In the last few weeks, 10 people from seven states reported E. coli infections. Five of those affected ate a particular vegetable before getting sick. On November 15, the Centers for Disease Control and Prevention (CDC) released an official report regarding this situation and identified the specific brand that was potentially contaminated.
Read further on to learn more about this outbreak.
Josie’s Organics Baby Spinach
From a CDC announcement, Josie’s Organics baby spinach has been connected to several E. coli infections in Indiana, Missouri, Iowa, Ohio, Minnesota, Michigan, and South Dakota. As mentioned, 10 people got sick, five of whom reported consuming spinach, and one mentioned the spinach from Josie’s Organics. Officials from Minnesota discovered E. coli at the spinach leftovers found in the patient’s home.
At the time of the announcement, two people were hospitalized, but no deaths were reported.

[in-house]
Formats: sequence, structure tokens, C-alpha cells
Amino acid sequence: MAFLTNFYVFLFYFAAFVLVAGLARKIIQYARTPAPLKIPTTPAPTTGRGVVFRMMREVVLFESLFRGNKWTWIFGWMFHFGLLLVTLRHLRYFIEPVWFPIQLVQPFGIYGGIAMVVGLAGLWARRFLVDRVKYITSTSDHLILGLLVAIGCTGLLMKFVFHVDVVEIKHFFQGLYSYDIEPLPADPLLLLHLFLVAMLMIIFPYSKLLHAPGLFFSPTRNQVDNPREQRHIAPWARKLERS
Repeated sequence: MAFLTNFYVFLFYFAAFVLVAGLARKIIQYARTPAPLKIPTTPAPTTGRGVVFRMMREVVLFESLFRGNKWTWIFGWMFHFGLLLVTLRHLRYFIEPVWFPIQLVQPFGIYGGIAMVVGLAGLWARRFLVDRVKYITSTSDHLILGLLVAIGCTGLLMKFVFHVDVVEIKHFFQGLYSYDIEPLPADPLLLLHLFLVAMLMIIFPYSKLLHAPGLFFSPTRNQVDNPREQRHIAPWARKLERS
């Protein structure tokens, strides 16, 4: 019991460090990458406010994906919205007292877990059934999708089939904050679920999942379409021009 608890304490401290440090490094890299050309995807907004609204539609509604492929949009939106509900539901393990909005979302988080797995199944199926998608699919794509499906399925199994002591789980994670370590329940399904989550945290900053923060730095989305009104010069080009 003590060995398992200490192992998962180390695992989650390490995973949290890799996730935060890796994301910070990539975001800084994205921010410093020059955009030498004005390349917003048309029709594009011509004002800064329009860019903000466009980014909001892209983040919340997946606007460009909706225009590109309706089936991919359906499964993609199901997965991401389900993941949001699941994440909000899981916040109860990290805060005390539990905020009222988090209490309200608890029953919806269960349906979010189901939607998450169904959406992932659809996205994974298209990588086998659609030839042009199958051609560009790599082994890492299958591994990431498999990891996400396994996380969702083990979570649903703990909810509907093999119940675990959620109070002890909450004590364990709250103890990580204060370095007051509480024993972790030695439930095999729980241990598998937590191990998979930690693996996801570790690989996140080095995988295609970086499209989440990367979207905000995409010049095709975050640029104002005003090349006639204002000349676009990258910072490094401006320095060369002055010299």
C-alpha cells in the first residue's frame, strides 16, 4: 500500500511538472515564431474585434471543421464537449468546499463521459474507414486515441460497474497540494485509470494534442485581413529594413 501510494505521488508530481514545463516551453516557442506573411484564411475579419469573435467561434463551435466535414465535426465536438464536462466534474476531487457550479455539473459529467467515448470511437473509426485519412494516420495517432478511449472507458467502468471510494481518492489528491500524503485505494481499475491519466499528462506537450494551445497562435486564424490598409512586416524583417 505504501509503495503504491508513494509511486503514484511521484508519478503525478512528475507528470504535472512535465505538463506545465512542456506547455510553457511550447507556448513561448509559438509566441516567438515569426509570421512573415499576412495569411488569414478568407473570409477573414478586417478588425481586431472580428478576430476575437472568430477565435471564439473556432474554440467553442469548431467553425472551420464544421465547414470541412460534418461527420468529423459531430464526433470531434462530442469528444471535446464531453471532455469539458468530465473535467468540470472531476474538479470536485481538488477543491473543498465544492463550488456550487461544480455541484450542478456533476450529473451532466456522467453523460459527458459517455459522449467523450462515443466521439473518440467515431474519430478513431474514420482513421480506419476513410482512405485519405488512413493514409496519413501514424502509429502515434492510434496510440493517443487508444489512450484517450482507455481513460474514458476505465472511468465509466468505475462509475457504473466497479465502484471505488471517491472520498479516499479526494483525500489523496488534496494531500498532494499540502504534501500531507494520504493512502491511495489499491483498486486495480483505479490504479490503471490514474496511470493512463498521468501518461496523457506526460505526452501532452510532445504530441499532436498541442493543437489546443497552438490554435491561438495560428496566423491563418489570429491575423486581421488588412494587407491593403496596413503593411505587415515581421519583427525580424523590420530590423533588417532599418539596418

The baby spinach in question is sold in stores across the nation and has an October 23, 2021 best-by date. If you’ve purchased this product, the CDC strongly advises you not to eat it. You have two options: Throw the spinach away or return it. Also, it’s recommended to wash surfaces that may have been in contact with the contaminated spinach as a precaution.
If you’re experiencing symptoms such as diarrhea, fever, nausea, or stomach cramps, you may have been infected. Typically, E. coli symptoms will resolve themselves within several days. If they persist or worsen, contact your doctor.
Be Careful What You Eat
Although E. coli is usually harmless, some types may cause gastrointestinal illness. To prevent getting it, it’s essential to wash your hands, the fridge, and all kitchen equipment regularly. Also, ensure you rinse and cook your food thoroughly to prevent contamination.